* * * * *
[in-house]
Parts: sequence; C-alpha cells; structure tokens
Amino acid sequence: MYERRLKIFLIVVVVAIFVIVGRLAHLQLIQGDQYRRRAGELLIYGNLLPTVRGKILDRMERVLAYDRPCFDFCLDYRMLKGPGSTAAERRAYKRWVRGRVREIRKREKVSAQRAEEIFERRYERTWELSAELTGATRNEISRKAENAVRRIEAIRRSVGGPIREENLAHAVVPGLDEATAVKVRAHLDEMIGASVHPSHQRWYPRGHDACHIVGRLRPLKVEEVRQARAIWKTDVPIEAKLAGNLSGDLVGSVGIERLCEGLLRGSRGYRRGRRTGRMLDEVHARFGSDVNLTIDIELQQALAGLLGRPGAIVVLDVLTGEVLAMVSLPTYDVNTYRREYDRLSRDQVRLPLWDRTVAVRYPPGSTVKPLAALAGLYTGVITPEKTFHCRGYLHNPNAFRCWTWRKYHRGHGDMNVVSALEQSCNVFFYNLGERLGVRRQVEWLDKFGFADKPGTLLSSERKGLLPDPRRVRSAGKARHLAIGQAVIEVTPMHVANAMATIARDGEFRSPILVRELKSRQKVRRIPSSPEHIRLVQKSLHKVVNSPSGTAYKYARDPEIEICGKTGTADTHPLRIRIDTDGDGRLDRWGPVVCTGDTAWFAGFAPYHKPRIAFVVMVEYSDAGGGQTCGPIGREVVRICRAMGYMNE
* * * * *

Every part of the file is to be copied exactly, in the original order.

[in-house]
Parts: sequence; C-alpha cells; structure tokens
Amino acid sequence: MYERRLKIFLIVVVVAIFVIVGRLAHLQLIQGDQYRRRAGELLIYGNLLPTVRGKILDRMERVLAYDRPCFDFCLDYRMLKGPGSTAAERRAYKRWVRGRVREIRKREKVSAQRAEEIFERRYERTWELSAELTGATRNEISRKAENAVRRIEAIRRSVGGPIREENLAHAVVPGLDEATAVKVRAHLDEMIGASVHPSHQRWYPRGHDACHIVGRLRPLKVEEVRQARAIWKTDVPIEAKLAGNLSGDLVGSVGIERLCEGLLRGSRGYRRGRRTGRMLDEVHARFGSDVNLTIDIELQQALAGLLGRPGAIVVLDVLTGEVLAMVSLPTYDVNTYRREYDRLSRDQVRLPLWDRTVAVRYPPGSTVKPLAALAGLYTGVITPEKTFHCRGYLHNPNAFRCWTWRKYHRGHGDMNVVSALEQSCNVFFYNLGERLGVRRQVEWLDKFGFADKPGTLLSSERKGLLPDPRRVRSAGKARHLAIGQAVIEVTPMHVANAMATIARDGEFRSPILVRELKSRQKVRRIPSSPEHIRLVQKSLHKVVNSPSGTAYKYARDPEIEICGKTGTADTHPLRIRIDTDGDGRLDRWGPVVCTGDTAWFAGFAPYHKPRIAFVVMVEYSDAGGGQTCGPIGREVVRICRAMGYMNE